Arithmetic (all content)
- Expanded form of numbers
- Write numbers in number and expanded form
- Number and word form of a number
- Write numbers in number and word form
- Word form and expanded form
- Write numbers in word and expanded form
- Write numbers in different forms
- Writing a number in expanded form
- Write whole numbers in expanded form
- Writing a number in standard form
- Write numbers in written form
- Whole numbers in expanded form review
- Whole numbers in written form review
Sal shows how to turn numbers from expanded form to number form. Created by Sal Khan.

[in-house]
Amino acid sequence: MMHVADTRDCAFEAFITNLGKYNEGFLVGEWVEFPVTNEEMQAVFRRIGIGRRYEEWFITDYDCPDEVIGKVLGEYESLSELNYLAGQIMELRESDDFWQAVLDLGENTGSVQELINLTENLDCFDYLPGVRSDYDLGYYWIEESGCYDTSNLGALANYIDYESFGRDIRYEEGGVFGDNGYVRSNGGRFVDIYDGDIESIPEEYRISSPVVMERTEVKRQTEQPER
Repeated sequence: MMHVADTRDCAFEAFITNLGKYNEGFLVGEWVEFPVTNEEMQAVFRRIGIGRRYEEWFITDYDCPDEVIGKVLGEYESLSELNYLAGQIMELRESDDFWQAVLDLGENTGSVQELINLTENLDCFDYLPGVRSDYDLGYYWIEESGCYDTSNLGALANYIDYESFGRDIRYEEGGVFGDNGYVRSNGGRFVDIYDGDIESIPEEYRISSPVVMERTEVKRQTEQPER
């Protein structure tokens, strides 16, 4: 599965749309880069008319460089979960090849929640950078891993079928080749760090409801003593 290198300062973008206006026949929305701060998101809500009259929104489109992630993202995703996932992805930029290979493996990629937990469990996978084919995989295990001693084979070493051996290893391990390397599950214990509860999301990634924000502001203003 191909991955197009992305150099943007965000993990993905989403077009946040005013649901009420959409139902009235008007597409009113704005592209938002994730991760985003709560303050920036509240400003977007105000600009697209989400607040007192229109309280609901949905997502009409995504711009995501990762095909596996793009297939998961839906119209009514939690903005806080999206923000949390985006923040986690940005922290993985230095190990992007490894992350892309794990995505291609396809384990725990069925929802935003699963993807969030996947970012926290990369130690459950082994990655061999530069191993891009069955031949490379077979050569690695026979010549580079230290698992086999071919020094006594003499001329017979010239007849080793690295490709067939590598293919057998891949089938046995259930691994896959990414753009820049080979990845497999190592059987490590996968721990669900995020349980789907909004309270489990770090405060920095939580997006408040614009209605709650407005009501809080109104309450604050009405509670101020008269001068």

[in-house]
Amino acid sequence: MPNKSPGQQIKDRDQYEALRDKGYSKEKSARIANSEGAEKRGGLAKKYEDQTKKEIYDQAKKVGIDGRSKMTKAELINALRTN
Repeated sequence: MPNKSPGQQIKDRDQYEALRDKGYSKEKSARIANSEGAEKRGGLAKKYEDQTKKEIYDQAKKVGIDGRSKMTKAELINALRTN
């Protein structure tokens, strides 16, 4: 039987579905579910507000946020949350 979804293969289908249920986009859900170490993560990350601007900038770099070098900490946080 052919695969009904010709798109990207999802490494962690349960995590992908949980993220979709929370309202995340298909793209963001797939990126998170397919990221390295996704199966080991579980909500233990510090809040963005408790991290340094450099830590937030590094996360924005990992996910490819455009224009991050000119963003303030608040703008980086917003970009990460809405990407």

- [Instructor] Let's say that I had the following number. And I'm just gonna write it out so I have this number. And what I wanna do is think about how many hundreds, how many tens, and how many ones do I have. Well, to figure that out, we can just look at the place value. So we know this right over here is the ones place. We know this tells us how many tens we have, so we have three tens. And this tells us how many hundreds, hundreds we have. So you can view this number 832 as being the same thing as eight hundreds, so eight hundreds is the same thing as 800, plus three tens, well, three tens is the same thing as 30, 10 plus 10 plus 10, 10, 20, 30. And then two ones, well, that's just the same thing as two. And so you could write 832 as 800 plus 30 plus 2. And this form right over here is called expanded form. And that makes sense 'cause in a lot of ways it looks like you've expanded this number out. You're writing it in terms of a certain number of hundreds, tens, and ones. So let me give you another example. I want you to tackle that by yourself. So let's say I had this number right over here. pause this video and see if you can write this in expanded form. Okay, now let's do this together. Well, it's the same idea. How many hundreds do I have here? Well, I could go to the hundreds place and see that there are four hundreds, four hundreds is the same thing as 400. And then in the tens place, I have one ten. Well, one ten is the same thing as just 10. And then last but not least, in the ones place I have five. I have five ones. So this is the same thing as 400 plus 10 plus 5 in expanded form. Now what if you were to go the other way around? What if I were to give you something in expanded form, say the following like this. How would you write that as a number and sometimes people would just call this, standard form. Well, some of you might just say, "Well, if I add 700 to four, I'm gonna get 704." And that's right. Or you could think about them in terms of place values. If we think about hundreds place, a tens place, and ones place, how many hundreds do we have? Well, we can see right over here we have seven hundreds. So you put a seven right over there. How many tens do we have? Well, we have nothing expressed in terms of tens here, so we can write it as zero tens. And then last but not least, how many ones do we have? We see that right over here, four ones. So you can write it just like that.